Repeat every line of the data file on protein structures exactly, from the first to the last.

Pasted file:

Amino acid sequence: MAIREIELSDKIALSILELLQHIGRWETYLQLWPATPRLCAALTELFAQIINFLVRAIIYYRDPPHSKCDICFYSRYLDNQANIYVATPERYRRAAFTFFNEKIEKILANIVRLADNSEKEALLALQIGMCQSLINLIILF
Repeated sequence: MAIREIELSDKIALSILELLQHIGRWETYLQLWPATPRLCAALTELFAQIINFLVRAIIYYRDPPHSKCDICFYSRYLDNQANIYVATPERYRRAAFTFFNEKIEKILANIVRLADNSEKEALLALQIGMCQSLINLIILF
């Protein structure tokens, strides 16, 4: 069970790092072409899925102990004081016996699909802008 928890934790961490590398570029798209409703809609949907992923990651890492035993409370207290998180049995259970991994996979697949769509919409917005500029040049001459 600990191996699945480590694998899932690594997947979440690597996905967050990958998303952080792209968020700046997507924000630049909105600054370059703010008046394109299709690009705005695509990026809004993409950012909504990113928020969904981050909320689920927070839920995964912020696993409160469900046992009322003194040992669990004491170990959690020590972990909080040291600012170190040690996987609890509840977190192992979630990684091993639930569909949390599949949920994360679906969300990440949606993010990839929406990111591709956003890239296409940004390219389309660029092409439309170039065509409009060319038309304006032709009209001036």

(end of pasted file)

Amino acid sequence: MAIREIELSDKIALSILELLQHIGRWETYLQLWPATPRLCAALTELFAQIINFLVRAIIYYRDPPHSKCDICFYSRYLDNQANIYVATPERYRRAAFTFFNEKIEKILANIVRLADNSEKEALLALQIGMCQSLINLIILF
Repeated sequence: MAIREIELSDKIALSILELLQHIGRWETYLQLWPATPRLCAALTELFAQIINFLVRAIIYYRDPPHSKCDICFYSRYLDNQANIYVATPERYRRAAFTFFNEKIEKILANIVRLADNSEKEALLALQIGMCQSLINLIILF
């Protein structure tokens, strides 16, 4: 069970790092072409899925102990004081016996699909802008 928890934790961490590398570029798209409703809609949907992923990651890492035993409370207290998180049995259970991994996979697949769509919409917005500029040049001459 600990191996699945480590694998899932690594997947979440690597996905967050990958998303952080792209968020700046997507924000630049909105600054370059703010008046394109299709690009705005695509990026809004993409950012909504990113928020969904981050909320689920927070839920995964912020696993409160469900046992009322003194040992669990004491170990959690020590972990909080040291600012170190040690996987609890509840977190192992979630990684091993639930569909949390599949949920994360679906969300990440949606993010990839929406990111591709956003890239296409940004390219389309660029092409439309170039065509409009060319038309304006032709009209001036």